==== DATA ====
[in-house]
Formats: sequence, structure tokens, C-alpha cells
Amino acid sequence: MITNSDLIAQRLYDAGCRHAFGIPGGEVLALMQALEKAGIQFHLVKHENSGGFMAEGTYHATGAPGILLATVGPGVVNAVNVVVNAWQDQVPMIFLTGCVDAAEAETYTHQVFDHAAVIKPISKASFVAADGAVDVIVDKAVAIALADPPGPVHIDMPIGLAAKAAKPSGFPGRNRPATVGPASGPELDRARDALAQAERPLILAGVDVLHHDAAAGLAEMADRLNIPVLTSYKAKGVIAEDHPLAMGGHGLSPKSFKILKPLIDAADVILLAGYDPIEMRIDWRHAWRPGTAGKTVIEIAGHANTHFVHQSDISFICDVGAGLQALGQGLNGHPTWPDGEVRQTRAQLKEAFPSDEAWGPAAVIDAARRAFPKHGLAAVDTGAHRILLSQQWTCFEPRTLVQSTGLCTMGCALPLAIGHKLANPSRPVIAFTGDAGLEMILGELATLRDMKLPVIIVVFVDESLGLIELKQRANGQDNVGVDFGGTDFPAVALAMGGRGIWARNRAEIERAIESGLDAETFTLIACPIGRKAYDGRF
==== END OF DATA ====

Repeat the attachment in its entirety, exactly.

[in-house]
Formats: sequence, structure tokens, C-alpha cells
Amino acid sequence: MITNSDLIAQRLYDAGCRHAFGIPGGEVLALMQALEKAGIQFHLVKHENSGGFMAEGTYHATGAPGILLATVGPGVVNAVNVVVNAWQDQVPMIFLTGCVDAAEAETYTHQVFDHAAVIKPISKASFVAADGAVDVIVDKAVAIALADPPGPVHIDMPIGLAAKAAKPSGFPGRNRPATVGPASGPELDRARDALAQAERPLILAGVDVLHHDAAAGLAEMADRLNIPVLTSYKAKGVIAEDHPLAMGGHGLSPKSFKILKPLIDAADVILLAGYDPIEMRIDWRHAWRPGTAGKTVIEIAGHANTHFVHQSDISFICDVGAGLQALGQGLNGHPTWPDGEVRQTRAQLKEAFPSDEAWGPAAVIDAARRAFPKHGLAAVDTGAHRILLSQQWTCFEPRTLVQSTGLCTMGCALPLAIGHKLANPSRPVIAFTGDAGLEMILGELATLRDMKLPVIIVVFVDESLGLIELKQRANGQDNVGVDFGGTDFPAVALAMGGRGIWARNRAEIERAIESGLDAETFTLIACPIGRKAYDGRF